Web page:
Abstract: Background: We compared the analgesic efficacy of a transdermal diclofenac patch 100 mg (NuPatch 100, Zydus Cadila, Ahmedabad, India) and intramuscular diclofenac sodium 75 mg (Voveran , Novartis, India) for postoperative analgesia, and the associated side-effects of the transdermal diclofenac patch. Method: Sixty participants in the study were randomly allocated to two groups of 30 each, by a computer-generated randomisation table. The anaesthetic procedure was standardised. A transdermal diclofenac patch 100 mg was applied to the participants in the study group at the beginning of the surgery. In the control group, 75 mg of diclofenac sodium was given intramuscularly half an hour before the end of surgery. Pain was assessed postoperatively at two-, six-, and 12-hour intervals using a visual analogue scale (VAS). An injection of tramadol 2 mg/kg was administered intramuscularly as rescue analgesia. The study ended when the patients asked for rescue analgesia, or when the VAS score was > 5. Results: The mean duration of analgesia in the control group was 7 hours 28 minutes, and in study group, it was 8 hours 6 minutes, which was comparable (p-value < 0.341). Conclusion: Intraoperative application of a single dose of 100 mg transdermal diclofenac patch is as effective as a single dose of intramuscular diclofenac (75 mg) for acute postoperative pain, without any significant side-effects.
The scorpion envenoming syndrome: a different perspective. The physiological basis of the role of insulin in scorpion envenoming
MURTHY, K. R. KRISHNA;
Journal of Venomous Animals and Toxins , 2000, DOI: 10.1590/S0104-79302000000100002
Abstract: death caused by scorpion envenoming (buthidae family) is a common event in tropical and subtropical countries. severe scorpion envenoming causes an autonomic storm resulting in a massive release of catecholamines, angiotensin ii, glucagon, cortisol, and changes in insulin secretion. as a consequence of these changes in the hormonal milieu, scorpion envenoming results in a syndrome of fuel energy deficits and an inability of the vital organs to utilize the existing metabolic substrates, which causes myocardial damage, cardiovascular disturbances, peripheral circulatory failure, pulmonary oedema, and many other clinical manifestations alone or in combination, producing multi-system-organ-failure (msof) and death. insulin-glucose infusion or antivenom administration through the release of insulin seems to be the physiological basis for the control of the metabolic response when that has become a determinant to survival of scorpion sting victims.
Selection and testing of ballast stones for underground railway tracks
MW Chanda, R Krishna
African Journal of Science and Technology , 2003,
Abstract: Ballast is broken pieces of hard rocks such as sandstones, schist, etc. approximately 25- 60 mm size, over which the railway tracks are laid. The function of the ballast is to transfer the applied load over a large surface, provide adequate elasticity, prevent creep and hold the sleepers in position. Also under wet conditions, it would permit free drainage and allow free grade to be obtained. It is reported that a large proportion of serious accidents occur through derailments of carriages. Many such accidents may be due to the poor quality of ballast stones. The paper discusses the essential properties of ballast stones and methodologies for testing these properties. African Journal of Science and Technology Vol.4(2) 2003: 42-50
Comprehensive study on perceived barriers to low vision services
Ilango K,Krishna R
Indian Journal of Ophthalmology , 2005,
Abstract:
Simulation of Spread and Control of Lesions in Brain
T. R. Krishna Mohan
Physics , 2007,
Abstract: A simulation model for the spread and control of lesions in the brain is constructed using a planar network (graph) representation for the Central Nervous System (CNS). The model is inspired by the lesion structures observed in the case of Multiple Sclerosis (MS), a chronic disease of the CNS. The initial lesion site is at the center of a unit square and spreads outwards based on the success rate in damaging edges (axons) of the network. The damaged edges send out alarm signals which, at appropriate intensity levels, generate programmed cell death. Depending on the extent and timing of the programmed cell death, the lesion may get controlled or aggravated akin to the control of wild fires by burning of peripheral vegetation. The parameter phase space of the model shows smooth transition from uncontrolled situation to controlled situation. The simulations show that the model is capable of generating a wide variety of lesion growth and arrest scenarios.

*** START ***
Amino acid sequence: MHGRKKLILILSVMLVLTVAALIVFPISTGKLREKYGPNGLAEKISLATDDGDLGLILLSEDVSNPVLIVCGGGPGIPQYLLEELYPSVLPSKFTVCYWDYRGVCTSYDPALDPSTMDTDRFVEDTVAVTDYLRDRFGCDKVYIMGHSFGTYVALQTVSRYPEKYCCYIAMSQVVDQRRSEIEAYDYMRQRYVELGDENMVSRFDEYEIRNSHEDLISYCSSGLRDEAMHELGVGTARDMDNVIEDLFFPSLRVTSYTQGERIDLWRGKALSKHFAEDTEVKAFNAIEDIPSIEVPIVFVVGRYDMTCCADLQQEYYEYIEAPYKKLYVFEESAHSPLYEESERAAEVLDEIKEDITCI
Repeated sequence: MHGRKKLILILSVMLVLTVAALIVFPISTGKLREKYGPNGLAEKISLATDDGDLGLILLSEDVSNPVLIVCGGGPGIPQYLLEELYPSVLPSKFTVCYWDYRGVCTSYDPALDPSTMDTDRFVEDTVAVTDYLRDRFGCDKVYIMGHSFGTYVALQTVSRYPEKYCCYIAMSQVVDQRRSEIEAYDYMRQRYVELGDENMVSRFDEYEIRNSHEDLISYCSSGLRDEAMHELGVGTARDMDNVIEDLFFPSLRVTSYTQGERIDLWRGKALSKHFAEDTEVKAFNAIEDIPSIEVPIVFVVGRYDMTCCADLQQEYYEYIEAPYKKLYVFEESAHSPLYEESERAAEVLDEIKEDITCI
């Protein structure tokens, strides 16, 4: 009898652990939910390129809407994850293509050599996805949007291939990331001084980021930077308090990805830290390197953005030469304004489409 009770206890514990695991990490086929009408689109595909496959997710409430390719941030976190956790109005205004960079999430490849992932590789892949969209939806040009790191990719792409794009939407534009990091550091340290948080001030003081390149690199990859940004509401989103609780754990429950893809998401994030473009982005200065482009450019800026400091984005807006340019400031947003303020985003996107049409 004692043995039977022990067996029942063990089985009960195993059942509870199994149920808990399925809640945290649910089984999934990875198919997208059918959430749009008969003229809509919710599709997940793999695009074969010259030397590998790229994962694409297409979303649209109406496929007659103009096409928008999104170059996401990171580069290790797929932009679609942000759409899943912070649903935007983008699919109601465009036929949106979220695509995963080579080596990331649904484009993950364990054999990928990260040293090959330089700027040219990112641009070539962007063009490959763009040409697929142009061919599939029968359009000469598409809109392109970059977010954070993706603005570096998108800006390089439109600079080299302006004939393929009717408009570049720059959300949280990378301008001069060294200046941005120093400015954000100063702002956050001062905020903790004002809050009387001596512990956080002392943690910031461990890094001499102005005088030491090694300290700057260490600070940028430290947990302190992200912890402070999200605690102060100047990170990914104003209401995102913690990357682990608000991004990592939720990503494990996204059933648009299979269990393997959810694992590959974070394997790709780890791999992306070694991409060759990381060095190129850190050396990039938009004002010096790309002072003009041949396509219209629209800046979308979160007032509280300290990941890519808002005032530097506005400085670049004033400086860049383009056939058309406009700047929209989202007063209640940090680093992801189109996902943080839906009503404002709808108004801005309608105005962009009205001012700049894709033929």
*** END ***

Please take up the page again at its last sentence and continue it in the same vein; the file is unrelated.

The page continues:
Time Series Modeling of River Flow Using Wavelet Neural Networks  [PDF]
B. Krishna, Y. R. Satyaji Rao, P. C. Nayak
Journal of Water Resource and Protection (JWARP) , 2011, DOI: 10.4236/jwarp.2011.31006
Abstract: A new hybrid model which combines wavelets and Artificial Neural Network (ANN) called wavelet neural network (WNN) model was proposed in the current study and applied for time series modeling of river flow. The time series of daily river flow of the Malaprabha River basin (Karnataka state, India) were analyzed by the WNN model. The observed time series are decomposed into sub-series using discrete wavelet transform and then appropriate sub-series is used as inputs to the neural network for forecasting hydrological variables. The hybrid model (WNN) was compared with the standard ANN and AR models. The WNN model was able to provide a good fit with the observed data, especially the peak values during the testing period. The benchmark results from WNN model applications showed that the hybrid model produced better results in estimating the hydrograph properties than the latter models (ANN and AR).
Estimation of Global Solar Radiation for Four Selected Sites in Nepal Using Sunshine Hours, Temperature and Relative Humidity  [PDF]
Krishna R. Adhikari, Binod K. Bhattarai, Shekhar Gurung
Journal of Power and Energy Engineering (JPEE) , 2013, DOI: 10.4236/jpee.2013.13003
Abstract: Rational and accurate solar energy databases, essential for designing, sizing and performing the solar energy systems in any part of the world, are not easily accessible in different localities of Nepal. In this study, daily global solar radiation, sunshine hours and meteorological data for Biratnagar, Kathmandu, Pokhara and Jumla have been used to derive the regression constants. The linear regression technique has been used to develop a model for Biratnagar, Kathmandu, Pokhara and Jumla. The model has calculated the global solar radiation for these locations. The values of global solar radiation estimated by the model are found to be in close agreement with measured values of respective sites. The estimated values were compared with Angstrom-Prescott model and examined using the root mean square error (RMSE), mean bias error (MBE), mean percentage error (MPE), coefficient of regression (R), coefficient of determinant (R2) and correlation coefficient (CC) statistical techniques. Thus, the resultant correlations and linear regression relations may be then used for the locations of similar meteorological/geographical characteristics and also can be used to estimate the missing data of solar radiation for the respective site.